123 in both directions. The telegrams that follow in the next section represent the bi-directional information needed for requesting and confirming activities among the entities. The telegrams describe each step in the process of ordering and executing a trip as in the above figure. There are many data elements that could be included in this process, but many of the data fields may not apply to different customer types or in different situations. For this reason, the telegrams define a set of potential data items, most of which are not mandatory; it is the decision of each provider and ordering client to determine which data elements are essential in their system. For example, a typical transportation network company (TNC) customer orders a trip by indicating their origin, destination, number of passengers, and desired level of service. It is also possible to indicate a future pickup time. In contrast, a non-emergency medical transportation (NEMT) service provider needs to know information regarding special needs and mobility aids to send the appropriate vehicle and driver. Thus, trips being sent to a TNC provider need not contain the same level of detail as a trip being sent to an NEMT provider. By extension, some NEMT providers may require more or less information about a customer, and some customers may need to convey more or less information. These decisions could be left up to the groups establishing business rules for interaction on one or more clearinghouses; the goal of this project is to establish the language these groups use to communicate with one another. The processes in Figure A4-0-1 can in turn be described in terms of functional needs or requirements, as shown in Figure A4-0-2. Figure A4-0-2: Functional Needs for a DRT Trip Use Case The functional needs are specified in terms of data elements that describe a specific situation, as in Figure A4-0-3. The collective set of functional processes involved and the data describing each process define the DRT trip use case.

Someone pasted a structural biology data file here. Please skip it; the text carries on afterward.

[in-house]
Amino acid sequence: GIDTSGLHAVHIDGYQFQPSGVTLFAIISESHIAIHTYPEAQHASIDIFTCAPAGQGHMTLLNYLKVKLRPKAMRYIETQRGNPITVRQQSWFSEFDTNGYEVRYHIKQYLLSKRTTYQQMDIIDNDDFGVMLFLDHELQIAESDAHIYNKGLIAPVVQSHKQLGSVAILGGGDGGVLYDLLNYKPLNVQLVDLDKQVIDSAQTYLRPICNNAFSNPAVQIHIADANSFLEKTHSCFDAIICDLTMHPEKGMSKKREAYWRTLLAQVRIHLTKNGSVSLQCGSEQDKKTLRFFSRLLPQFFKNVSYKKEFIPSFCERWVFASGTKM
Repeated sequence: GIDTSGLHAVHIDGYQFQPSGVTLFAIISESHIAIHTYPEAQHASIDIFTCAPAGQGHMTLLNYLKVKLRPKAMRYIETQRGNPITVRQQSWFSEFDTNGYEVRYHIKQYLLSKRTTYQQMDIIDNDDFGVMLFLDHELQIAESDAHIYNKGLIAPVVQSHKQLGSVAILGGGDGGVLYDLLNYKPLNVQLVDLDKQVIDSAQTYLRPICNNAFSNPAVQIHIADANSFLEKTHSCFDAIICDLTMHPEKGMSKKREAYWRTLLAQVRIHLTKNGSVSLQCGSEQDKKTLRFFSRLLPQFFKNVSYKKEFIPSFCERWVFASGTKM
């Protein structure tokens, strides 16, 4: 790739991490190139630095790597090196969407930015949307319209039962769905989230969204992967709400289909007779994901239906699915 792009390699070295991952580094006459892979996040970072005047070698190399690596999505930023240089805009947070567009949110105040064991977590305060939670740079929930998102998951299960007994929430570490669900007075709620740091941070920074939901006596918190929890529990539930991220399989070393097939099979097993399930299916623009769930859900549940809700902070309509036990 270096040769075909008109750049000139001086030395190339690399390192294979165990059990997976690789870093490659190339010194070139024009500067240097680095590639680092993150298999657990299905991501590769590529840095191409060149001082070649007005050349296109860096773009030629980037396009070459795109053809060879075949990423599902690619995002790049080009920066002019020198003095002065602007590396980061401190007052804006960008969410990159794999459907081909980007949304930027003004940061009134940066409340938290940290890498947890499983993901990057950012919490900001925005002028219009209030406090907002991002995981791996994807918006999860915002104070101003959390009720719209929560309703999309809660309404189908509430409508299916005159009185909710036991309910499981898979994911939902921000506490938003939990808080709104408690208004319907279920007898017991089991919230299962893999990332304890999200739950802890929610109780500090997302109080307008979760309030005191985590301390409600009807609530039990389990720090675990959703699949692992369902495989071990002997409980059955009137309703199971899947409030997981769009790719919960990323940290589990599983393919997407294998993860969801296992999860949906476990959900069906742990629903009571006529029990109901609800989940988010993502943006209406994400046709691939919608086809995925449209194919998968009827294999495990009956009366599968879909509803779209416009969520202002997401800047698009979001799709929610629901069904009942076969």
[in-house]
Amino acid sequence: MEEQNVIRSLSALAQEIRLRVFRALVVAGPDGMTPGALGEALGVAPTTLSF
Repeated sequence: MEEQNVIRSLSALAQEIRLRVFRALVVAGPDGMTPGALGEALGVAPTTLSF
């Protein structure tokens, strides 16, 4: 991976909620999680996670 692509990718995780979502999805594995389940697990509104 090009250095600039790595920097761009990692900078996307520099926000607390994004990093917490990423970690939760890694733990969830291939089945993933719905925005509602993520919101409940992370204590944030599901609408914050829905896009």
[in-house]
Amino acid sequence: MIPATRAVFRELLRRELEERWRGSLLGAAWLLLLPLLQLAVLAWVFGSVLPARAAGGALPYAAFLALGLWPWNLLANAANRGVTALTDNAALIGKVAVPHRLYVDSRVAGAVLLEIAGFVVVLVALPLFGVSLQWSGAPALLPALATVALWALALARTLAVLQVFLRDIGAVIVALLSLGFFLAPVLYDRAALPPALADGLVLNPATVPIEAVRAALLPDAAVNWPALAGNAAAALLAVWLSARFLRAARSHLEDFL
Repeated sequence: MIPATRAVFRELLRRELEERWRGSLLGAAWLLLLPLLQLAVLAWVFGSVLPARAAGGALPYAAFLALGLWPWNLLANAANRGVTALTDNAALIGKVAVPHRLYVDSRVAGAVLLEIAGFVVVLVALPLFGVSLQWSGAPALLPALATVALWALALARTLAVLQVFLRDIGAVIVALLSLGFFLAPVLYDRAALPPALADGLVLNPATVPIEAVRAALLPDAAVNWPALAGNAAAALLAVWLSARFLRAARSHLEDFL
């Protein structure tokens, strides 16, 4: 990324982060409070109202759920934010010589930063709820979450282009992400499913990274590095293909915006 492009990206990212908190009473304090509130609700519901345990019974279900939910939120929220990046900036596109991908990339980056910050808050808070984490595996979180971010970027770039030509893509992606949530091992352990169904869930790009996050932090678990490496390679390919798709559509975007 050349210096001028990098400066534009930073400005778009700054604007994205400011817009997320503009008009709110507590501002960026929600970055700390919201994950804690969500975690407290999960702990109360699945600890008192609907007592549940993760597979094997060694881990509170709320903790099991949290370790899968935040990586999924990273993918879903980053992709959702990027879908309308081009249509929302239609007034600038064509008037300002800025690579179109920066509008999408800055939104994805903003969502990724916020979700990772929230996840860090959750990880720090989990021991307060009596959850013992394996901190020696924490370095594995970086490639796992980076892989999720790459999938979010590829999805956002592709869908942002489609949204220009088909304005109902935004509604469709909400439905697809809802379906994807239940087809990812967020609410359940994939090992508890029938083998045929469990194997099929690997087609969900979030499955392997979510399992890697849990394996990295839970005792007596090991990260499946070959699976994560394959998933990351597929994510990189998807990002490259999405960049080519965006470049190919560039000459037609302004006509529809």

124 Figure A4-0-3: Data Needs for a DRT Trip Use Case For each use case in which the specification is employed, the interacting computer systems will use the telegrams to communicate the data that informs each system of what the other system is requesting or offering. The telegrams described in the following sections enable the computer systems to move through the transactional steps shown in Figures A4-0-1 where some steps require a transaction to take place between the trip ordering client and transportation service providing entity while others might be messages communicated between the provider database and the vehicle’s mobile data terminal or similar in-vehicle device that hosts the application that directs the driver’s activities for delivering service to the rider. Flow of Telegrams The process of ordering and completing a DRT trip are separated into eleven unique telegrams (numbered as Telegram 1A to Telegram 5). Figure A4-0-4 below illustrates the flow of telegrams between the ordering client, provider and vehicle that would be necessary to complete a transaction. In the following section, each telegram is explained on a separate page with the variables listed in a table, beginning with Telegram 1A to request a trip.